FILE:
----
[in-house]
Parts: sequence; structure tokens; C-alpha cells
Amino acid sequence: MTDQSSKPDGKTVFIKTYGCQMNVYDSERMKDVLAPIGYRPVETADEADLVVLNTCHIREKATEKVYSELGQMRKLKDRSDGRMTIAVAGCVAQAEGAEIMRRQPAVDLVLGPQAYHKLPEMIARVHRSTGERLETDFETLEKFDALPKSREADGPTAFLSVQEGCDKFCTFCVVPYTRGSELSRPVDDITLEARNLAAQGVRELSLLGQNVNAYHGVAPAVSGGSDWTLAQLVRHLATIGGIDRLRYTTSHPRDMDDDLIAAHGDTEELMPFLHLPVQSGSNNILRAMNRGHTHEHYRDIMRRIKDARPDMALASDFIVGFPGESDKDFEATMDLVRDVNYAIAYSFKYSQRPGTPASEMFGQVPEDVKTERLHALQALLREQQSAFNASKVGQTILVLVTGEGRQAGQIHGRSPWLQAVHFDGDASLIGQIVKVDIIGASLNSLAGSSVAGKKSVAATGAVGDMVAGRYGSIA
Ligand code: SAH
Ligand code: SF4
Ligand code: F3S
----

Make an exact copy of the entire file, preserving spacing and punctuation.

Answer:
[in-house]
Parts: sequence; structure tokens; C-alpha cells
Amino acid sequence: MTDQSSKPDGKTVFIKTYGCQMNVYDSERMKDVLAPIGYRPVETADEADLVVLNTCHIREKATEKVYSELGQMRKLKDRSDGRMTIAVAGCVAQAEGAEIMRRQPAVDLVLGPQAYHKLPEMIARVHRSTGERLETDFETLEKFDALPKSREADGPTAFLSVQEGCDKFCTFCVVPYTRGSELSRPVDDITLEARNLAAQGVRELSLLGQNVNAYHGVAPAVSGGSDWTLAQLVRHLATIGGIDRLRYTTSHPRDMDDDLIAAHGDTEELMPFLHLPVQSGSNNILRAMNRGHTHEHYRDIMRRIKDARPDMALASDFIVGFPGESDKDFEATMDLVRDVNYAIAYSFKYSQRPGTPASEMFGQVPEDVKTERLHALQALLREQQSAFNASKVGQTILVLVTGEGRQAGQIHGRSPWLQAVHFDGDASLIGQIVKVDIIGASLNSLAGSSVAGKKSVAATGAVGDMVAGRYGSIA
Ligand code: SAH
Ligand code: SF4
Ligand code: F3S